I say this over and over again to anyone who will listen: editing (and book coaching) is 75 percent relationship and 25 percent mechanics. Maybe even 80/20 sometimes. If the relationship isn’t there, then the process can be, well, painful. Each editing relationship is different, of course. There is no “one size fits all” way to edit or coach a writer. I learn as much from the writers I work with as the writers learn from me, and I wanted to tell the stories of some of the incredible people I’ve had the honour and pleasure of working with. Off the Page is the result.
I think Robin Stevenson’s first YA novel, Out of Order (affectionately known–by me–as OOO) was one of the first books I acquired for Orca. Back in the day, slush piles were actual piles of mailed-in manuscripts. (More on slush piles in a later post.) I started reading it and was immediately hooked. For one thing it was set in Victoria (where I live). Not only was it set in Victoria, it took place in Fernwood, the neighbourhood where the Orca office is located, and where Robin lives. I loved the main character, Sophie, and her new friends at the local high school. But most of all, I loved the way Robin wrote.
Phoning an author to tell them they are going to be published is always a thrill. I NEVER email that news; I want to hear an author squeal, shriek, drop the phone, dance around (yes, you can hear that, too) and call for a partner/child/friend to share the joy. I’m not sure Robin squealed, but she was pretty happy. Out of Order was her first novel, but it certainly wouldn’t be her last.
Robin and I have worked together on five YA novels, three middle-grade novels, two hi-lo novels and two non-fiction books. We also wrote a YA novel together, Blood on the Beach, which was more fun to write than you can imagine. The amazing cover (it’s one of my favourites) was created by graphic designer Teresa Bubela.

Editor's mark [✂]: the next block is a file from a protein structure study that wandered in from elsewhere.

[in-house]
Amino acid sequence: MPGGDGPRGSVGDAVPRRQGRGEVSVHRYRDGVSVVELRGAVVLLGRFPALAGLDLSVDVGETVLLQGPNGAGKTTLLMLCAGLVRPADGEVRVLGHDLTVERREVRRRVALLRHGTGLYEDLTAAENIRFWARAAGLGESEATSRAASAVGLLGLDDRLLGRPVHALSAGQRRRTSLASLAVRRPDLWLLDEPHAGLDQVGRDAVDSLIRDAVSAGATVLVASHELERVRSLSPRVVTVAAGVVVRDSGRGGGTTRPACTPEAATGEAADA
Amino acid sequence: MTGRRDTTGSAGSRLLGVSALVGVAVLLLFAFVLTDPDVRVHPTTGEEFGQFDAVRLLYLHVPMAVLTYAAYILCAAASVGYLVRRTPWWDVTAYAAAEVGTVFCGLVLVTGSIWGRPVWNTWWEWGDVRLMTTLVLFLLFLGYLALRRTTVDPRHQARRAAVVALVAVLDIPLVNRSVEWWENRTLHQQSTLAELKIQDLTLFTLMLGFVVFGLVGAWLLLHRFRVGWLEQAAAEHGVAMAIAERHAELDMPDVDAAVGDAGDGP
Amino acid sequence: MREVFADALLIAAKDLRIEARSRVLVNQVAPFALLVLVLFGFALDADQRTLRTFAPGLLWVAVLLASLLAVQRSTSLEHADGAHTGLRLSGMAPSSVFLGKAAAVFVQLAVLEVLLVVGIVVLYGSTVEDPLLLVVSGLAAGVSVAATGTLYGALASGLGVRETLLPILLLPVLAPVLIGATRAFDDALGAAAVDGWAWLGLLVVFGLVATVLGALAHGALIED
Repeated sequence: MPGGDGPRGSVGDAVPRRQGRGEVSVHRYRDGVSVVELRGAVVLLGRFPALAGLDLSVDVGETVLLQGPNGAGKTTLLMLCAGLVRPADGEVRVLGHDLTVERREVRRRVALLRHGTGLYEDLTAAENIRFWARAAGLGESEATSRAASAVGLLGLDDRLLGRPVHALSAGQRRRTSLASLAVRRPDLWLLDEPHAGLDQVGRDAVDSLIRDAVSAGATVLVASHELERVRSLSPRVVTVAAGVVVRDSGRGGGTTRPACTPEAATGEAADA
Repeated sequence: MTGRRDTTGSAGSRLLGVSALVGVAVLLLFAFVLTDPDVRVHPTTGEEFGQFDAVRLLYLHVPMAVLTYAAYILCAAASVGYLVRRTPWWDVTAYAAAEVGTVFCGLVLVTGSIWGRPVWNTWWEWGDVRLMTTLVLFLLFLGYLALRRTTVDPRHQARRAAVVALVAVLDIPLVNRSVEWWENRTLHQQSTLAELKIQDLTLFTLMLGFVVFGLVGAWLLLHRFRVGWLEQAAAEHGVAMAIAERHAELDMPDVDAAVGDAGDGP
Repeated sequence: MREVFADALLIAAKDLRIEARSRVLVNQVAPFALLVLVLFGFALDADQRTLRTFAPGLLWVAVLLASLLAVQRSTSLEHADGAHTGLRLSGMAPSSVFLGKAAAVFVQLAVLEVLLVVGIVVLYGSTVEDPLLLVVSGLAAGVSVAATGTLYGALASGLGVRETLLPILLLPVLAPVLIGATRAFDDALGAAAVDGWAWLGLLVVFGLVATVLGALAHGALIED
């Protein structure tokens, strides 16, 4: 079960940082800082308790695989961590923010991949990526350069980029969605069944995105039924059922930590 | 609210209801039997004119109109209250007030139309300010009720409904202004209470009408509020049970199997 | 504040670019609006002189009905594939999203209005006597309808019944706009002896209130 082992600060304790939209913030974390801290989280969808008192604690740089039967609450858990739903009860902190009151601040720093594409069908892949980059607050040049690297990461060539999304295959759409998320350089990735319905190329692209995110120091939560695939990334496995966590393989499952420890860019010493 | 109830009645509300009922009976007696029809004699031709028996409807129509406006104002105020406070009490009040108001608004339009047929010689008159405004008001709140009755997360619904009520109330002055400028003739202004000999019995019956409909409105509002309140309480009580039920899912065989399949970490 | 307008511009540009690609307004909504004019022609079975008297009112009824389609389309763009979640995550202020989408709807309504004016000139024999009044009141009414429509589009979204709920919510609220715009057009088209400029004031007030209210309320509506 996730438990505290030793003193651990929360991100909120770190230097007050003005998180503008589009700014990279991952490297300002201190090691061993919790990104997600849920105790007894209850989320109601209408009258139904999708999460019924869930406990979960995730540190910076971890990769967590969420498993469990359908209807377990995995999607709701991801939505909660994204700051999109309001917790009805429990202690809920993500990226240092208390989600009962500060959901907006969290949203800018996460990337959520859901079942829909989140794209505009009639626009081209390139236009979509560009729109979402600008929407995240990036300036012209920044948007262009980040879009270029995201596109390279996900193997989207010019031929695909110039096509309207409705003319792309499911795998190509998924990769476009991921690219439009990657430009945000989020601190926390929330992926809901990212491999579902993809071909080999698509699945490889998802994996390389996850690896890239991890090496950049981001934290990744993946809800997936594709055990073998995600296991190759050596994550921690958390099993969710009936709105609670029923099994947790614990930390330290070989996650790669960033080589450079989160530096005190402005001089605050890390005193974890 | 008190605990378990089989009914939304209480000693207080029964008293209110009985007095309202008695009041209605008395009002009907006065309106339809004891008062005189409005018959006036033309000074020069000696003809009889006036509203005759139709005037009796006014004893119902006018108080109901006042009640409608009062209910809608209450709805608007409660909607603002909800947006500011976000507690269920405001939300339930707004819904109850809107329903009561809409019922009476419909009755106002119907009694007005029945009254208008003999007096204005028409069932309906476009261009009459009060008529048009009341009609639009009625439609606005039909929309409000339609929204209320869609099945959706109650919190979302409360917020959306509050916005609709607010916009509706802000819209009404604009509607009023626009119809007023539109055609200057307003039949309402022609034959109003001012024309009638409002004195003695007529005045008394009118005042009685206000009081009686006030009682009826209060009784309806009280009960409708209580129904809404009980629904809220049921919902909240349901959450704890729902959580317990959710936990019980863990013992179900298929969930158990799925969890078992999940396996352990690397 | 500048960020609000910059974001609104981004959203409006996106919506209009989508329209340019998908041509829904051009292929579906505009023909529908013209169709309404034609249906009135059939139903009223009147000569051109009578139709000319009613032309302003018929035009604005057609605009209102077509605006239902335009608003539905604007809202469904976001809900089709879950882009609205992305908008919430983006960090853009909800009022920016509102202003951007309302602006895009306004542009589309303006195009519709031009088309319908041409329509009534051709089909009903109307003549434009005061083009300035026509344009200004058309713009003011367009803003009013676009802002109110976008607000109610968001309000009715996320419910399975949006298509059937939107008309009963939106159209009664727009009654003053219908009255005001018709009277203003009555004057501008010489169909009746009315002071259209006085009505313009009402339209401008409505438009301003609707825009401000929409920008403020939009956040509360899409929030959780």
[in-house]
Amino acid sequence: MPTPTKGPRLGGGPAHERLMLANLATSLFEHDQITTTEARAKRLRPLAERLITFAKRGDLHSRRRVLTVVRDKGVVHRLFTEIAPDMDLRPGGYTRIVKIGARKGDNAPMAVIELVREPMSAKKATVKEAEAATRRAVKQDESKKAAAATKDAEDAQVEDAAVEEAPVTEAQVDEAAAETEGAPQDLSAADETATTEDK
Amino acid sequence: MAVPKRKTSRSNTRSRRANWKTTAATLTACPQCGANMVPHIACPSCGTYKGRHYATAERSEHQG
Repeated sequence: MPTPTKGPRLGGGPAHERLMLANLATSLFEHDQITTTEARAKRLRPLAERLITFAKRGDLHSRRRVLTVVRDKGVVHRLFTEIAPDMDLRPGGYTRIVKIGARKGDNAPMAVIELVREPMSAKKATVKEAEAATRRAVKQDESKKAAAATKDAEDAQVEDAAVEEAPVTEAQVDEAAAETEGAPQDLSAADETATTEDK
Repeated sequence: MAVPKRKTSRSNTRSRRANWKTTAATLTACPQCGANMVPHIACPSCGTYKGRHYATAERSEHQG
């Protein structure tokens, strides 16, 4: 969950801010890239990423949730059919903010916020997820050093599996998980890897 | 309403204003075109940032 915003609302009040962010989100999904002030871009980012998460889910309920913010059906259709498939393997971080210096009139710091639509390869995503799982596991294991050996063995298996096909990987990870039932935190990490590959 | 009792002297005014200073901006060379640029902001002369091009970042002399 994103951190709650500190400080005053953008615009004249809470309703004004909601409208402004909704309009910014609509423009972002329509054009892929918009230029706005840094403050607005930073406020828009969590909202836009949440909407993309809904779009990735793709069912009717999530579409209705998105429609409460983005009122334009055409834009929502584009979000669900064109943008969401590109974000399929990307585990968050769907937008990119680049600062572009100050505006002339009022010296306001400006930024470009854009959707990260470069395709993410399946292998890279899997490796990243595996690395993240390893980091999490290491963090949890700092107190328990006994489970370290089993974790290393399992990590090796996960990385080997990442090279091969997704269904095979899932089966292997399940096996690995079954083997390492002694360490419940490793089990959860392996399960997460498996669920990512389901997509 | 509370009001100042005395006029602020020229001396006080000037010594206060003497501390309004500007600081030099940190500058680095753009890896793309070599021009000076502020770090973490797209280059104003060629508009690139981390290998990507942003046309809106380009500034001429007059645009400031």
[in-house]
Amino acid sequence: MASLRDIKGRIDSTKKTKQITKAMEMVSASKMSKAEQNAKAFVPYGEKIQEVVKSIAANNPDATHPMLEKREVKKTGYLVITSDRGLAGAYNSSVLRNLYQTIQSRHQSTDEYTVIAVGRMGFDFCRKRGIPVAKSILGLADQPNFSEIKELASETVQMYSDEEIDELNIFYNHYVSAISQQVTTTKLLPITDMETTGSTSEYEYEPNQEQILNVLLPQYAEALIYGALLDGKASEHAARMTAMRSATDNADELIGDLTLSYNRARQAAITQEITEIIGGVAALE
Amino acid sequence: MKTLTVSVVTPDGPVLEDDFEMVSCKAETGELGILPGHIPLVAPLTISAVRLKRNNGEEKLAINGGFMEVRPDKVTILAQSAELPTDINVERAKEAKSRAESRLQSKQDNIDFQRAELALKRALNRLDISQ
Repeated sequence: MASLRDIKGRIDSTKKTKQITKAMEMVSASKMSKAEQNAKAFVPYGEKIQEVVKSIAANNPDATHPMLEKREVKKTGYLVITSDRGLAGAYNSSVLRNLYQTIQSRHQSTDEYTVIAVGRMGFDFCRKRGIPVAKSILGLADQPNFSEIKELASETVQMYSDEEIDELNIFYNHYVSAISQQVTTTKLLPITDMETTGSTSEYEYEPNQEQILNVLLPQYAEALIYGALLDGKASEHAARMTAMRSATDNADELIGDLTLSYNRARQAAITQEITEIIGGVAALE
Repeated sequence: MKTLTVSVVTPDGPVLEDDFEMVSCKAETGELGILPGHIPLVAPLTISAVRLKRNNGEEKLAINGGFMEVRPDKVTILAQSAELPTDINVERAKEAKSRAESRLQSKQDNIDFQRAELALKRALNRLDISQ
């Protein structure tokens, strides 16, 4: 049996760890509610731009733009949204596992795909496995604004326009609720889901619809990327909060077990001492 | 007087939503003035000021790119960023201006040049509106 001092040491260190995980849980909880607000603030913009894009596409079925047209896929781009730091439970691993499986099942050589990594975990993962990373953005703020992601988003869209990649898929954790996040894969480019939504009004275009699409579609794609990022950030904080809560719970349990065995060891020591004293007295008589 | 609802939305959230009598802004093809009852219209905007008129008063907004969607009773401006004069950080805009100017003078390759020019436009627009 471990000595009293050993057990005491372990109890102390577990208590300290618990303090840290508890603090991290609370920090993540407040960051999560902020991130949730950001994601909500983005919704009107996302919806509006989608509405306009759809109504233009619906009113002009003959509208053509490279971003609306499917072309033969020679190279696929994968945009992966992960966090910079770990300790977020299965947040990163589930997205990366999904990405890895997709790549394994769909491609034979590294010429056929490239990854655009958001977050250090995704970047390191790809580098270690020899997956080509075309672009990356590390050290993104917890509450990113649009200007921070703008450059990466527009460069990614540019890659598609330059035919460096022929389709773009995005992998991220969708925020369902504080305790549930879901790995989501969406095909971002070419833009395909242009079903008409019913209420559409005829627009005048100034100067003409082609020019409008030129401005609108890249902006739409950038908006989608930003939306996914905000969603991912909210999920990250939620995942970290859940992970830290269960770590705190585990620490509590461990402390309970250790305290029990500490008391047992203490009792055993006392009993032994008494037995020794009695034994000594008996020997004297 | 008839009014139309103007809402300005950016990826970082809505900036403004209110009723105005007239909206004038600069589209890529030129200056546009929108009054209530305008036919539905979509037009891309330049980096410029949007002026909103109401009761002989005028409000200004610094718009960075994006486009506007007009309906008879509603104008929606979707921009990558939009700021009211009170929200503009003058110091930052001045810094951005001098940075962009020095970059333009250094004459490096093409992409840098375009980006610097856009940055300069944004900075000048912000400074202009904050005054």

When asked about our author/editor relationship, Robin said, “You have edited so many of my books, including both fiction and nonfiction for middle grade and teen readers, so it is hard to remember specifics or know where to begin. In terms of my own learning, some of the things that stand out for me, especially with the earlier novels, are to do with character and voice: making sure that the main characters stay at centre stage and the story doesn’t get hijacked by more interesting secondary characters, avoiding stereotyped and cliched characters, ensuring that the POV character’s voice is consistent and so on. I also remember learning to cut scenes and characters that don’t play an essential role or contribute much to the story as a whole. I think working with you taught me a lot about how to read my own work critically and strengthened my ability to edit and revise prior to submitting, so hopefully the later books were less work for you then my first ones.”
I honestly didn’t find working on any of Robin’s books difficult. She was always open to my comments and suggestions, so in every book I would see improvement (although her fondness for semicolons was a hard habit to break).
When I asked her to write a nonfiction book about Pride, she was uncertain about tackling nonfiction. As it turns out, Robin’s nonfiction is as brilliant, powerful, and compassionate as her fiction. She never flinches from hard work, nor does she turn away from difficult topics.
Robin has published 30 books (and counting) and has won numerous awards, including a Stonewall Honor Award for Pride. She is a force for good in the world. Learn more about Robin and her books at robinstevenson.comn
One of her most recent books is the picture book Pride Puppy, which came out in 2021. It’s a rhyming alphabet book that tells the story of a family whose dog gets briefly lost at a Pride parade. Luckily there are lots of people around to help out. The book is beautifully illustrated by Julie McLaughlin.
If you’d like to chat with me about how I might help you with your writing, click here for a free 20-minute consultation. Let’s make the alchemy happen!